Amazing Shark Pictures DefinitionSource(Google.com.pk)
Sharks are a group of fish characterized by a cartilaginous skeleton, five to seven gill slits on the sides of the head, and pectoral fins that are not fused to the head. Modern sharks are classified within the clade Selachimorpha (or Selachii), and are the sister group to the rays. However, the term "shark" has also been used for extinct members of the subclass Elasmobranchii outside the Selachimorpha, such as Cladoselache and Xenacanthus. Under this broader definition, the earliest known sharks date from more than 420 million years ago.
Since that time, sharks have diversified into over 470 species. They range in size from the small dwarf lanternshark (Etmopterus perryi), a deep sea species of only 17 centimetres (6.7 in) in length, to the whale shark (Rhincodon typus), the largest fish in the world, which reaches approximately 12 metres (39 ft). Sharks are found in all seas and are common down to depths of 2,000 metres (6,600 ft). They generally do not live in freshwater although there are a few known exceptions, such as the bull shark and the river shark, which can survive in both seawater and freshwater. They breathe through five to seven gill slits. Sharks have a covering of dermal denticles that protects their skin from damage and parasites in addition to improving their fluid dynamics. They also have several sets of replaceable teeth.
Well-known species such as the great white shark, tiger shark, blue shark, mako shark, and the hammerhead shark are apex predators—organisms at the top of their underwater food chain. Their predatory skill fascinates and frightens humans, even though their survival is threatened by human-related activities.
Until the 16th century, sharks were known to mariners as "sea dogs". The etymology of the word "shark" is uncertain. One theory is that it derives from the Yucatec Maya word xok, pronounced 'shok'. Evidence for this etymology comes from the OED, which notes the name "shark" first came into use after Sir John Hawkins' sailors exhibited one in London in 1569 and used the word "sharke" to refer to the large sharks of the Caribbean Sea.
An alternate etymology states that the original sense of the word was that of "predator, one who preys on others" from the German Schorck, a variant of Schurke "villain, scoundrel" (cf. card shark, loan shark, etc.), which was later applied to the fish due to its predatory behaviour.[7
Evidence for the existence of sharks dates from the Ordovician period, over 450–420 million years ago, before land vertebrates existed and before many plants had colonized the continents. Only scales have been recovered from the first sharks and not all paleontologists agree that these are from true sharks. The oldest generally accepted shark scales are from about 420 million years ago, in the Silurian period. The first sharks looked very different from modern sharks. The majority of modern sharks can be traced back to around 100 million years ago. Most fossils are of teeth, often in large numbers. Partial skeletons and even complete fossilized remains have been discovered. Estimates suggest that sharks grow tens of thousands of teeth over a lifetime, which explains the abundant fossils. The teeth consist of easily fossilized calcium phosphate, an apatite. When a shark dies, the decomposing skeleton breaks up, scattering the apatite prisms. Preservation requires rapid burial in bottom sediments.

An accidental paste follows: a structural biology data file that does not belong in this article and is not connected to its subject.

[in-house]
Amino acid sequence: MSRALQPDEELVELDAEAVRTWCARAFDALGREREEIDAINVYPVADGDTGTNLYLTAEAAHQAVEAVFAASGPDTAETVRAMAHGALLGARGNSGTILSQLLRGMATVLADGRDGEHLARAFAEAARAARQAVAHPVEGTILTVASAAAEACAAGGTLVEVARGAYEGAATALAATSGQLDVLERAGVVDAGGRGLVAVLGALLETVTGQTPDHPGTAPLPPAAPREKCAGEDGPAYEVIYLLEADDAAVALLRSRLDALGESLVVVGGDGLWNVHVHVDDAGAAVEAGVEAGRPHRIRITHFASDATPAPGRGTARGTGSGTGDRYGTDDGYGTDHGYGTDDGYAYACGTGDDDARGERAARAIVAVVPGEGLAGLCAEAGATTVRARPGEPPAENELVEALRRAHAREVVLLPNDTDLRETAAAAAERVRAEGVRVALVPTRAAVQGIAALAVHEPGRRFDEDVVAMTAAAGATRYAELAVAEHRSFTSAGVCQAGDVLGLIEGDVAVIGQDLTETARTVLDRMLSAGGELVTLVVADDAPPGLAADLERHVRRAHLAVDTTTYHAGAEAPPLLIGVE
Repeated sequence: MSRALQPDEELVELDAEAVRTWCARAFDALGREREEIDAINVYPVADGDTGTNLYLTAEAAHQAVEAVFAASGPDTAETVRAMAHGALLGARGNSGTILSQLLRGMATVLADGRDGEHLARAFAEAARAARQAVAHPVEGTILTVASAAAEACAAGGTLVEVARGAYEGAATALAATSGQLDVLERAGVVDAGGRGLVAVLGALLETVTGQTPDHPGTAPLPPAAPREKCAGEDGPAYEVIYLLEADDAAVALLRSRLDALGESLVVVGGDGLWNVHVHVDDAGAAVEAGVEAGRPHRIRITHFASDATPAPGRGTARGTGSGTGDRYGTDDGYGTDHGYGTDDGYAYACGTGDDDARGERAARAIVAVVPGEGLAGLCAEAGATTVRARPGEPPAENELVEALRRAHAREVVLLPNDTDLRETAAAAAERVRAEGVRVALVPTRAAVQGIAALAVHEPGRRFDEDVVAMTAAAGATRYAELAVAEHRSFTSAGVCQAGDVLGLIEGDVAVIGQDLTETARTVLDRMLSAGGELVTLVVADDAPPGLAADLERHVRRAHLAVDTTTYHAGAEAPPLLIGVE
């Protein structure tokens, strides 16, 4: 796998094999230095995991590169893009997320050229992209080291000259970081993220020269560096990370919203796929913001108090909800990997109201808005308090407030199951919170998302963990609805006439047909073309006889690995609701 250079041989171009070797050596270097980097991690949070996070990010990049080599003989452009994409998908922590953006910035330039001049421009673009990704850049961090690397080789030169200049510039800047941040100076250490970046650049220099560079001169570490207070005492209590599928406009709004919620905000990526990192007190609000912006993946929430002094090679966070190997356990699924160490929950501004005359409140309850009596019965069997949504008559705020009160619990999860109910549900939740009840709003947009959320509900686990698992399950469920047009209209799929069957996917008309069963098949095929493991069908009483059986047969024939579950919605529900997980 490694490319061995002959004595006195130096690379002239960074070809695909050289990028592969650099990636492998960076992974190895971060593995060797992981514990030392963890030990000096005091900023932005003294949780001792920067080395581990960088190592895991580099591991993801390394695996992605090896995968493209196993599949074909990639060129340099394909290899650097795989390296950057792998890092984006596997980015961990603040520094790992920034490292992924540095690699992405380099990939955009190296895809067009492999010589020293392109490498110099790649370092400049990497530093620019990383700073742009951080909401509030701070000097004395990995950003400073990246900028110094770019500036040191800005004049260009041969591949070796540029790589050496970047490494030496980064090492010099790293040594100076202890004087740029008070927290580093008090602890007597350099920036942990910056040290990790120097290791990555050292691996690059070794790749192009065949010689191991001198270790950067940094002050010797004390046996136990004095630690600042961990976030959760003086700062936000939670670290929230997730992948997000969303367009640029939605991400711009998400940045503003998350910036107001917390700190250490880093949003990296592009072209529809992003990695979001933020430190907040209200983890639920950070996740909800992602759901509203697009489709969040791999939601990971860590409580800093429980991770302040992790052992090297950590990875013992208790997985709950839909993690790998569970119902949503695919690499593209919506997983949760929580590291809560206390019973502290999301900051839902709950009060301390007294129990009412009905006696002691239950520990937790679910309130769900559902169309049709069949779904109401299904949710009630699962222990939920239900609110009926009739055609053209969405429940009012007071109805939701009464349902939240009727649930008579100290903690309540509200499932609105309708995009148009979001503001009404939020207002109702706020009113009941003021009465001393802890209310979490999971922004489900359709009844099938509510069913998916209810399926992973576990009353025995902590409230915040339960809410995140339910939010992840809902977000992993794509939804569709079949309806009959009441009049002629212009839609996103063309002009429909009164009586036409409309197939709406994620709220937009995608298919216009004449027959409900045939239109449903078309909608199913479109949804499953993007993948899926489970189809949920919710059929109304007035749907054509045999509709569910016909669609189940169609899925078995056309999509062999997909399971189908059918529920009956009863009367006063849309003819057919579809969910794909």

Among the most ancient and primitive sharks is Cladoselache, from about 370 million years ago, which has been found within Paleozoic strata in Ohio, Kentucky and Tennessee. At that point in Earth's history these rocks made up the soft bottom sediments of a large, shallow ocean, which stretched across much of North America. Cladoselache was only about 1 metre (3.3 ft) long with stiff triangular fins and slender jaws. Its teeth had several pointed cusps, which wore down from use. From the small number of teeth found together, it is most likely that Cladoselache did not replace its teeth as regularly as modern sharks. Its caudal fins had a similar shape to the great white sharks and the pelagic shortfin and longfin makos. The presence of whole fish arranged tail-first in their stomachs suggest that they were fast swimmers with great agility.
Most fossil sharks from about 300 to 150 million years ago can be assigned to one of two groups. The Xenacanthida was almost exclusive to freshwater environments. By the time this group became extinct about 220 million years ago, they had spread worldwide. The other group, the hybodonts, appeared about 320 million years ago and lived mostly in the oceans, but also in freshwater.
Megalodon with the whale shark, great white shark, and a human for scale
Modern sharks began to appear about 100 million years ago. Fossil mackerel shark teeth date to the Early Cretaceous. One of the most recently evolved families is the hammerhead shark (family Sphyrnidae), which emerged in the Eocene. The oldest white shark teeth date from 60 to 65 million years ago, around the time of the extinction of the dinosaurs. In early white shark evolution there are at least two lineages: one lineage is of white sharks with coarsely serrated teeth and it probably gave rise to the modern great white shark, and another lineage is of white sharks with finely serrated teeth. These sharks attained gigantic proportions and include the extinct megatoothed shark, C. megalodon. Like most extinct sharks, C. megalodon is also primarily known from its fossil teeth and vertebrae. This giant shark reached a total length (TL) of more than 16 metres (52 ft). C. megalodon may have approached a maxima of 20.3 metres (67 ft) in total length and 103 metric tons (114 short tons) in mass. Paleontological evidence suggests that this shark was an active predator of large cetaceans.